there are other types of "transports" you can use under a QUIC session but I think they are uninteresting for XMPP, there are one-way streams for instance

  45. Daniel

    ok. i thought that maybe 'frames' could take over some part of stream managment acks or so

  46. Zash

    My instinct would be that those are orthogonal things at different layers.

  47. moparisthebest


  48. moparisthebest

    that's the other thing you can do besides bi-directional and uni-directional streams

  49. moparisthebest

    but it's basically sending a UDP packet, un-ordered, no guarantees on delivery, must be "small enough"

  50. moparisthebest

    Daniel, after tying up some loose ends and writing the XEPs I plan to try to expose xmpp-proxy as a java library and make it take over for Conversation's network code, giving it the ability to do QUIC and Websockets all in one go, no idea how this will work out though :)

  51. moparisthebest

    it sounds like one of those things that is easier said than done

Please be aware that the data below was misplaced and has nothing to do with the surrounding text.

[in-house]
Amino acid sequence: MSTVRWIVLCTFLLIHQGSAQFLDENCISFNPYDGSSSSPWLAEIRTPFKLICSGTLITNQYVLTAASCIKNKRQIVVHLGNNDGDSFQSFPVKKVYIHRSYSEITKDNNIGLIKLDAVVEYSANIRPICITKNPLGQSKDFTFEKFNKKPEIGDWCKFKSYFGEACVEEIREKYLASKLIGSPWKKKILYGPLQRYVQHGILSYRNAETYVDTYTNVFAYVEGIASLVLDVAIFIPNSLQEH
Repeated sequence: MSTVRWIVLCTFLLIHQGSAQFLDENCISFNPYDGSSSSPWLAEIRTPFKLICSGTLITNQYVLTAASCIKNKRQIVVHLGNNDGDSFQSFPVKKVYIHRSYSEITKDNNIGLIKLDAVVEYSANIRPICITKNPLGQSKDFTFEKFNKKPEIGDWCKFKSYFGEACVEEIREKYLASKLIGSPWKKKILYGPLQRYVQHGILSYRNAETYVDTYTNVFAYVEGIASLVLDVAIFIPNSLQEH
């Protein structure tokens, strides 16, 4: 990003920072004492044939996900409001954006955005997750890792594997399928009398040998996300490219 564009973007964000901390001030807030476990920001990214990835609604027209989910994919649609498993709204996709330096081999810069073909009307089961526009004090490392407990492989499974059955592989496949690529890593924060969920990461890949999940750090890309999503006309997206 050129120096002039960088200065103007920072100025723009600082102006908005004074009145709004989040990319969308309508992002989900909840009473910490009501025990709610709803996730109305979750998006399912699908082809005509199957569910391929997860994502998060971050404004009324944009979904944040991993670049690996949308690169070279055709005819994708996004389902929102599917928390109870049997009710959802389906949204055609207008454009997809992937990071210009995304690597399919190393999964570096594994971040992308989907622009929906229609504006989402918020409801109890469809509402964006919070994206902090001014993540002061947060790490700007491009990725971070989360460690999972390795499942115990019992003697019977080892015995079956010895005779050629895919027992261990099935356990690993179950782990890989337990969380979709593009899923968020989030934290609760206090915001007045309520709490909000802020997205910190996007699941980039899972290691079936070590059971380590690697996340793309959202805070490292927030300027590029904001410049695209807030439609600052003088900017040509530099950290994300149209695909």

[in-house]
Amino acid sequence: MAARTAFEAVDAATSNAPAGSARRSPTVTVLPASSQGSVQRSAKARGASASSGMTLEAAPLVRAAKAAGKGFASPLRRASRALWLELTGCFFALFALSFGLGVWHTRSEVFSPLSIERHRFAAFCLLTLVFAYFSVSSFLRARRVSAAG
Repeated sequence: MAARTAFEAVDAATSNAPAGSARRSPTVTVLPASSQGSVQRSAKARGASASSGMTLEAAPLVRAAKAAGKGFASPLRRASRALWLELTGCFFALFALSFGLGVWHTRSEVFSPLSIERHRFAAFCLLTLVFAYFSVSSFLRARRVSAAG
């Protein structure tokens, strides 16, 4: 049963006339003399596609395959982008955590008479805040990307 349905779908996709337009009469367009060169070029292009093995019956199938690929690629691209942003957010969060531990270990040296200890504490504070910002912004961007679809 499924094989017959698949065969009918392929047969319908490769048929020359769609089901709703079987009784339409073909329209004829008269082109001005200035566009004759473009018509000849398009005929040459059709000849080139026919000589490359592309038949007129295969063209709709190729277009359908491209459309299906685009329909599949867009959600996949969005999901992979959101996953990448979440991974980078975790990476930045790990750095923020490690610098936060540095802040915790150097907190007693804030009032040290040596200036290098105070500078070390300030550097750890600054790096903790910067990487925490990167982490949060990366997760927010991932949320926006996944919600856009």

52. flow

    Daniel, I'd expect XMPP over QUIC feels just like XMPP over TCP+TLS

  53. flow

    so instead of a TlsSocket where you shove raw bytes into and read from, you have a QuickSocket

  54. flow

    you'd still want to use stream mangement, even if QUIC provides this functionality already, if you want to be able to resume a stream over a different transport mechanism

  55. moparisthebest

    yep ^

  56. flow

    of course you could re-use QUIC resumption is your transport stays QUIC during a connectivity change

  57. moparisthebest

    so do we know of any XMPP clients that use gloox ? or that parse ascii vs UTF-8 ? seems like this attack is generic in that way

  58. Daniel

    > so instead of a TlsSocket where you shove raw bytes into and read from, you have a QuickSocket That's what I initially hoped but the existing Java quic libraries make this all look a little bit more complex than that

  59. flow

    isn't there just one QUIC library for java?

  60. moparisthebest

    you have to be careful searching for them, old ones say QUIC but mean HTTP3 because that's what it was before it was re-named

  61. flow

    moparisthebest, fwiw, these are the reverse dependencies of gloox that ::gentoo nows: https://qa-reports.gentoo.org/output/genrdeps/rindex/net-libs/gloox

  62. flow

    you could probably do a similar search for e.g. debian packages

  63. Daniel

    > isn't there just one QUIC library for java? flow: maybe? Which one are you talking about?